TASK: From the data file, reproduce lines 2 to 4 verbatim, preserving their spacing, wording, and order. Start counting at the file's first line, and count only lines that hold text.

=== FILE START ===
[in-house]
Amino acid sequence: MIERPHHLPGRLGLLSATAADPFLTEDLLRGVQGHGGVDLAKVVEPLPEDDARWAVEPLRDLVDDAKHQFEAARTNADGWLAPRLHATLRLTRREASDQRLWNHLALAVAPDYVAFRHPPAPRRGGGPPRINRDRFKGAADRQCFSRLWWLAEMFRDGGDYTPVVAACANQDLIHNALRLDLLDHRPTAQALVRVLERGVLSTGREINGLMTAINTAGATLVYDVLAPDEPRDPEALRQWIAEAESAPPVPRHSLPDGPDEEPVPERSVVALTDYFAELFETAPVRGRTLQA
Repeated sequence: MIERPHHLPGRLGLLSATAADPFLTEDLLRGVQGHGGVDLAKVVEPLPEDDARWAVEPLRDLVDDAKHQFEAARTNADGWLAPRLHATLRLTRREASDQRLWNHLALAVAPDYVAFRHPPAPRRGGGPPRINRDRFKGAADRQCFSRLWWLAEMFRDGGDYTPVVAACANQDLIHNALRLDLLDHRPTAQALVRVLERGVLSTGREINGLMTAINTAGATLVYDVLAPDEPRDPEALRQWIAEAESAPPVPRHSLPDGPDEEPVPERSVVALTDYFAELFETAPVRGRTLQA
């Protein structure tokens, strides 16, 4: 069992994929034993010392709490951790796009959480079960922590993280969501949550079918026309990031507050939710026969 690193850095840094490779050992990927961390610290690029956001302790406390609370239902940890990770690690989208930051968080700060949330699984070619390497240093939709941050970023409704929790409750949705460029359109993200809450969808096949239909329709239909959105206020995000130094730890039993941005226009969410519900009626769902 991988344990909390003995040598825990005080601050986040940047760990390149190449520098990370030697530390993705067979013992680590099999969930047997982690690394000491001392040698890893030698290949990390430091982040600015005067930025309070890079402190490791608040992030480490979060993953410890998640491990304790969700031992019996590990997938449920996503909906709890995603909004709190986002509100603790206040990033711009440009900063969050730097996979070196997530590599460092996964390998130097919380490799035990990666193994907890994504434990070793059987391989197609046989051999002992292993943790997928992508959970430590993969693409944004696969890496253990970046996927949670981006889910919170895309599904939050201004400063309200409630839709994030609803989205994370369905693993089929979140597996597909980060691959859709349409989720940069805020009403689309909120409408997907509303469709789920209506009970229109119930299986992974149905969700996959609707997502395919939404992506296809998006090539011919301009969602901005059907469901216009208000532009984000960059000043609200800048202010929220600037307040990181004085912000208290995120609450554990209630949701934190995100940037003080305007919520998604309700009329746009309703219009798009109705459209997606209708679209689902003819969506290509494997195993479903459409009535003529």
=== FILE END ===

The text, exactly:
Amino acid sequence: MIERPHHLPGRLGLLSATAADPFLTEDLLRGVQGHGGVDLAKVVEPLPEDDARWAVEPLRDLVDDAKHQFEAARTNADGWLAPRLHATLRLTRREASDQRLWNHLALAVAPDYVAFRHPPAPRRGGGPPRINRDRFKGAADRQCFSRLWWLAEMFRDGGDYTPVVAACANQDLIHNALRLDLLDHRPTAQALVRVLERGVLSTGREINGLMTAINTAGATLVYDVLAPDEPRDPEALRQWIAEAESAPPVPRHSLPDGPDEEPVPERSVVALTDYFAELFETAPVRGRTLQA
Repeated sequence: MIERPHHLPGRLGLLSATAADPFLTEDLLRGVQGHGGVDLAKVVEPLPEDDARWAVEPLRDLVDDAKHQFEAARTNADGWLAPRLHATLRLTRREASDQRLWNHLALAVAPDYVAFRHPPAPRRGGGPPRINRDRFKGAADRQCFSRLWWLAEMFRDGGDYTPVVAACANQDLIHNALRLDLLDHRPTAQALVRVLERGVLSTGREINGLMTAINTAGATLVYDVLAPDEPRDPEALRQWIAEAESAPPVPRHSLPDGPDEEPVPERSVVALTDYFAELFETAPVRGRTLQA
């Protein structure tokens, strides 16, 4: 069992994929034993010392709490951790796009959480079960922590993280969501949550079918026309990031507050939710026969 690193850095840094490779050992990927961390610290690029956001302790406390609370239902940890990770690690989208930051968080700060949330699984070619390497240093939709941050970023409704929790409750949705460029359109993200809450969808096949239909329709239909959105206020995000130094730890039993941005226009969410519900009626769902 991988344990909390003995040598825990005080601050986040940047760990390149190449520098990370030697530390993705067979013992680590099999969930047997982690690394000491001392040698890893030698290949990390430091982040600015005067930025309070890079402190490791608040992030480490979060993953410890998640491990304790969700031992019996590990997938449920996503909906709890995603909004709190986002509100603790206040990033711009440009900063969050730097996979070196997530590599460092996964390998130097919380490799035990990666193994907890994504434990070793059987391989197609046989051999002992292993943790997928992508959970430590993969693409944004696969890496253990970046996927949670981006889910919170895309599904939050201004400063309200409630839709994030609803989205994370369905693993089929979140597996597909980060691959859709349409989720940069805020009403689309909120409408997907509303469709789920209506009970229109119930299986992974149905969700996959609707997502395919939404992506296809998006090539011919301009969602901005059907469901216009208000532009984000960059000043609200800048202010929220600037307040990181004085912000208290995120609450554990209630949701934190995100940037003080305007919520998604309700009329746009309703219009798009109705459209997606209708679209689902003819969506290509494997195993479903459409009535003529």